Firstly, I’ve noticed that having my secretary desk setup is helping me stay focused and controlled. When I’m sitting at the desk, I know I sit down to write something related to RPGs, so I feel more focused than compared to, say, my desktop PC area. Secondly, having all my tools at my fingertips is stimulating to work with, as I can just reach out, open a drawer, and grab what I need.

Aside from this, my tablet has really come to its own as well as a blog-reading device. There’s so much being tweeted, tooted, blogged, and put on itch.io lately that it’s been really inspiring to see how everybody is approaching this. My tablet has really allowed me to dive into these posts in various places much better than reading on my phone allows me to do.

Drawing a map and adding quick connotations has been surprisingly quick these two days. While sitting down to make a dungeon seems like a daunting task to me, I’m tickled by how low the barrier is to just jotting down a single room. Moreover, doing this OSR style (having just a few keywords to set a theme and mood for a room) enables me to set something to paper without trying to meet a criteria I cannot reach (statting up an encounter, writing out box text, and so on).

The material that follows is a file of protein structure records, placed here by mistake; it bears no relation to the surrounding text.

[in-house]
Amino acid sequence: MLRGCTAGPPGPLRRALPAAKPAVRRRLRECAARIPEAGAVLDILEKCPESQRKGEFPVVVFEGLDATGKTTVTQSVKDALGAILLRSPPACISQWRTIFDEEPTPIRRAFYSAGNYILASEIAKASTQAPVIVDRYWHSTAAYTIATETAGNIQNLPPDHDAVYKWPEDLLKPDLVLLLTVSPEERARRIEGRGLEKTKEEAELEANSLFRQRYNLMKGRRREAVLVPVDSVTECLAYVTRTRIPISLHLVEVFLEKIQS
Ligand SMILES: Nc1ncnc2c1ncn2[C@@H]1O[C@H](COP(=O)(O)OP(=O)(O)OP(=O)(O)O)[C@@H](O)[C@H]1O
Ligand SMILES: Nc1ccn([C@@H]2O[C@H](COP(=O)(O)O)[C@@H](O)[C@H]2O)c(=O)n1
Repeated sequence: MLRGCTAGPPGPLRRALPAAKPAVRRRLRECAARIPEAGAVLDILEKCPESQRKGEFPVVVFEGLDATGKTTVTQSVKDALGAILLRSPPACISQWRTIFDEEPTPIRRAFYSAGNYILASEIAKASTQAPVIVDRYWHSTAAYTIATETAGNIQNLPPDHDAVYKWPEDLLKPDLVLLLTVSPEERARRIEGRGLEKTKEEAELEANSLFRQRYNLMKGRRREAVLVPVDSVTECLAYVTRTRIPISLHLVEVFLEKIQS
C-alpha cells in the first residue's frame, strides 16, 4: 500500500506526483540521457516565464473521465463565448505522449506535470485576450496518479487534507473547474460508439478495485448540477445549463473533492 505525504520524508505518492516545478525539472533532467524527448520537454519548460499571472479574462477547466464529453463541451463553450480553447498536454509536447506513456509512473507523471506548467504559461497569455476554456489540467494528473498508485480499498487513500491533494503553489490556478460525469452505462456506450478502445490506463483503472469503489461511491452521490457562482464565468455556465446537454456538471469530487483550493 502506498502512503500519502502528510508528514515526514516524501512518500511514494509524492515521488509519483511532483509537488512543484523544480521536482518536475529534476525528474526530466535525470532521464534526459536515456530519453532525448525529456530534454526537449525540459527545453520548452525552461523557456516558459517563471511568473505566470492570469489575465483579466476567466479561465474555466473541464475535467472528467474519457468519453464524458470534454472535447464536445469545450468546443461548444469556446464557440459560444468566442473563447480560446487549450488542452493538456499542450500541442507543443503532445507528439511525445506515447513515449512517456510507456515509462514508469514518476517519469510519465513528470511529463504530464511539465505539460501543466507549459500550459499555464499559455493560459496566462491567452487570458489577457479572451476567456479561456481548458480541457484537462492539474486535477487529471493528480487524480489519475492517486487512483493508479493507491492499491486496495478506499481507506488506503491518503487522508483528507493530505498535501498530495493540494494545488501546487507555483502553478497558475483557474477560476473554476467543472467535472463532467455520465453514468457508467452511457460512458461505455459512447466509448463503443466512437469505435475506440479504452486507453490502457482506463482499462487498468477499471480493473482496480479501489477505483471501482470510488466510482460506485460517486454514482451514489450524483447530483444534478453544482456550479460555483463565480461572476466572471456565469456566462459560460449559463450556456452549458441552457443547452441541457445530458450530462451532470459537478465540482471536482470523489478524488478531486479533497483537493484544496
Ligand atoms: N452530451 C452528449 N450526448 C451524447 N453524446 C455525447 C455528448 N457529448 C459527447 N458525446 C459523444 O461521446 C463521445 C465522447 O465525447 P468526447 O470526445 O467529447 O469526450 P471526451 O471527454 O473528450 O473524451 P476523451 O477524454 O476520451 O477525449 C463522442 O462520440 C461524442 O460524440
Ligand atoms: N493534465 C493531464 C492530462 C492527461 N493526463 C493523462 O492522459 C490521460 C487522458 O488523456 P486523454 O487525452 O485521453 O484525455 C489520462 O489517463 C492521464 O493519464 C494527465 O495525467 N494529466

Funnily enough, sticking to just a room per day has also sparked my imagination more than I figured. Having just drawn a quick entryway yesterday, at various times later I would have a quick bout of inspiration as to what it should lead into. I just made a quick note and moved on but this morning I could browse those notes and take the next step, which already led to more creative sparks.

Hopefully, five days from now, I’ll be able to put up the first two pages to see what the final result is.

First Experience with Tome of Adventure Design

In my preparations for #Dungeon23, I ran across a YouTube Stream by Hexed Press, where Todd makes the argument that solely making 365 separate rooms and putting them together into one larger map runs the significant risk of creating an inconsistent experience. Aside from not wanting to create a little hexcrawl with separate dungeons rather than one megadungeon, I also see the same risk in just creating separate rooms.